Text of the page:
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While many professionals have come to understand how to configure IP-based infrastructures to handle the distribution of audio and video files, managing specific devices on the network has been extremely complex, at best. Recognizing this, Lawo has developed a new software management platform called Home that makes it easy to set up, manage and benefit from the flexibility, scalable nature and signal-agnostic design that comes with IP infrastructures.
Coming off a whirlwind of three new acquisitions in the past six months, Telestream said it has carefully navigated the past year and emerged stronger than ever. The company actually increased profitability in a time of challenge for many others in the industry.
AWS (Amazon Web Services) has joined the SRT Alliance and added native support for the SRT protocol in its AWS Elemental MediaConnect package.
Lawo has introduced the next generation of its AUHD Core signal processing engine that allows users to remotely access and control its mc² series of audio mixing consoles in a distributed infrastructure—whether that be in a production facility or on site, far away. The new AUHD (for Ultra High Density) Core Phase II adds new software that facilitates a SaaS licensing model for permanent or temporary usage.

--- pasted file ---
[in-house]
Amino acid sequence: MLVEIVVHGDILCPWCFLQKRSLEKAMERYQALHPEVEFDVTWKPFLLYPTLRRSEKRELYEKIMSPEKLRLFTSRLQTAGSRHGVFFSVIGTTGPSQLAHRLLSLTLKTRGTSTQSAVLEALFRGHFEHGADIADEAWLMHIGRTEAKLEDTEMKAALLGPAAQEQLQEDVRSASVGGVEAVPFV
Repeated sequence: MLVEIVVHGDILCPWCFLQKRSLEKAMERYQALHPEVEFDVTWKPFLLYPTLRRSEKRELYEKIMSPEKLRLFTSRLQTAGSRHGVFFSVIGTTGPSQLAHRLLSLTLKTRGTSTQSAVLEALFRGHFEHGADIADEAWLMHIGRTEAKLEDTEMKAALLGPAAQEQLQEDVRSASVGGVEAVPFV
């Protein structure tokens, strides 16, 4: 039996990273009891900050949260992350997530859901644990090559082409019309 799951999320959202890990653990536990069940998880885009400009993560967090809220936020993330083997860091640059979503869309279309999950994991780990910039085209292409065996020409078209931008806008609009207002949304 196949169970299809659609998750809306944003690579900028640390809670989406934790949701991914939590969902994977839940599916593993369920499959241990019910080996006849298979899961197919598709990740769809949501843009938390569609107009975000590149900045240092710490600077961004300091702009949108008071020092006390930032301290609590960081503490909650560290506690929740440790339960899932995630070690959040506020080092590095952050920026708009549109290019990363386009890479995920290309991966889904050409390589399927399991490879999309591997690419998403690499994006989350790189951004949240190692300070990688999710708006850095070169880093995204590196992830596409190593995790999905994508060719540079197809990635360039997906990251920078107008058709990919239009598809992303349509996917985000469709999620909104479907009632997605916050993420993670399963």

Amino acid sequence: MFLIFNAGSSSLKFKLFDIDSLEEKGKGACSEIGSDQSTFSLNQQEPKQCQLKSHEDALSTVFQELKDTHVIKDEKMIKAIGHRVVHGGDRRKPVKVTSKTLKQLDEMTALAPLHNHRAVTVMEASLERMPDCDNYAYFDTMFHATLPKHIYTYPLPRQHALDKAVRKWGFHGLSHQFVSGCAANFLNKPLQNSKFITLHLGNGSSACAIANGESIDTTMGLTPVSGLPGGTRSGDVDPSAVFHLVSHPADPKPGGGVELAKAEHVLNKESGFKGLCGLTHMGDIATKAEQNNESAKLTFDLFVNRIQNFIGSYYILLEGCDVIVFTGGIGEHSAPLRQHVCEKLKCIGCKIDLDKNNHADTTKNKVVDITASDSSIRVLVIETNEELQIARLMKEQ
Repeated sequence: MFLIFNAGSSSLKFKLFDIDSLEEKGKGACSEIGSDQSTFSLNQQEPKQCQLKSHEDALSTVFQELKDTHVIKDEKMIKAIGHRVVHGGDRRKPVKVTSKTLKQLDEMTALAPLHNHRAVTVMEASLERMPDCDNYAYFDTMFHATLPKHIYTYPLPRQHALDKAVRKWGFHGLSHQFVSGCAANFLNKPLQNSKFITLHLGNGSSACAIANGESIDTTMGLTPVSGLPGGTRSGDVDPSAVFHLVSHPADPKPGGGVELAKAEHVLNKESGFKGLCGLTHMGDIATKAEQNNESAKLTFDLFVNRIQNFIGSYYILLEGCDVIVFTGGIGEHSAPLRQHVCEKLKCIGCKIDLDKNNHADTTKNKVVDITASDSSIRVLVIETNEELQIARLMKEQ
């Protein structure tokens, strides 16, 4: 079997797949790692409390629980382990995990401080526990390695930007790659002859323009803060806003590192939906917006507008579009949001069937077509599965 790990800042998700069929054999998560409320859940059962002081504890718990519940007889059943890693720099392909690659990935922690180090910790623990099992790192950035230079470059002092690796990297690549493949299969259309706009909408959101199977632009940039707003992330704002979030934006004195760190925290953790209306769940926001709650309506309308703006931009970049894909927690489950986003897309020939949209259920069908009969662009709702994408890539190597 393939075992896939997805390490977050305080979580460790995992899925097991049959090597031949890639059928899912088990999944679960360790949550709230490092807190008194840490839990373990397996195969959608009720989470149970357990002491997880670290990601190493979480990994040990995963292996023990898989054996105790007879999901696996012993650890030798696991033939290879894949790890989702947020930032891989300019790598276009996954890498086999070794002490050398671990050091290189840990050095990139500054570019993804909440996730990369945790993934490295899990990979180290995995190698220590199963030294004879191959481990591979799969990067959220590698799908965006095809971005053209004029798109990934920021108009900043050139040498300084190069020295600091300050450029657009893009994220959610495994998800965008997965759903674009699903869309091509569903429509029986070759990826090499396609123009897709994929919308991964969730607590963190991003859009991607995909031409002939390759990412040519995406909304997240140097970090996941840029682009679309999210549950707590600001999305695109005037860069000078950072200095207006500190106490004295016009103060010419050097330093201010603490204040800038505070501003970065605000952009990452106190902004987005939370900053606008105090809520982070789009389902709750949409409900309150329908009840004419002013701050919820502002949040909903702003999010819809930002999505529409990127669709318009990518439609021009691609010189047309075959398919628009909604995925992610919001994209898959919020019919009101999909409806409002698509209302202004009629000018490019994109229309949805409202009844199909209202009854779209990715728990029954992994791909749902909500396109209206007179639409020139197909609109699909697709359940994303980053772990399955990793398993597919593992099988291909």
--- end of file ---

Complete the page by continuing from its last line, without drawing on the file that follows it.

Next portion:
With its core business in live sports production, Grass Valley has seen its revenue contract significantly over the past eight months but with a new integrated software-defined product roadmap, it looks to bounce back while “reducing the pain” of migrating to IP. This insight, and more, was revealed during a virtual press conference presented by company management in early October.
In the wake of the pandemic, Telestream has used the restrictions imposed on virtually every equipment supplier over the past few months to innovate and focus on providing new features for its products that facilitate remote operation and automated quality control for enterprise-scale broadcast and media operations.
With each new remote production and IT-centric infrastructure implementation, camera manufacturers are learning more and more about what it takes for a camera to operate seamlessly on an all-IP network. With the right design, production companies can send less equipment to live events and camera operators can work from anywhere—even those with limited skills.
As equipment vendors begin to independently verify that their products are capable of interoperating with third-party devices in an IP environment, they have subjected them to rigorous testing conducted by the EBU, giving customers the confidence they need to make purchasing decisions.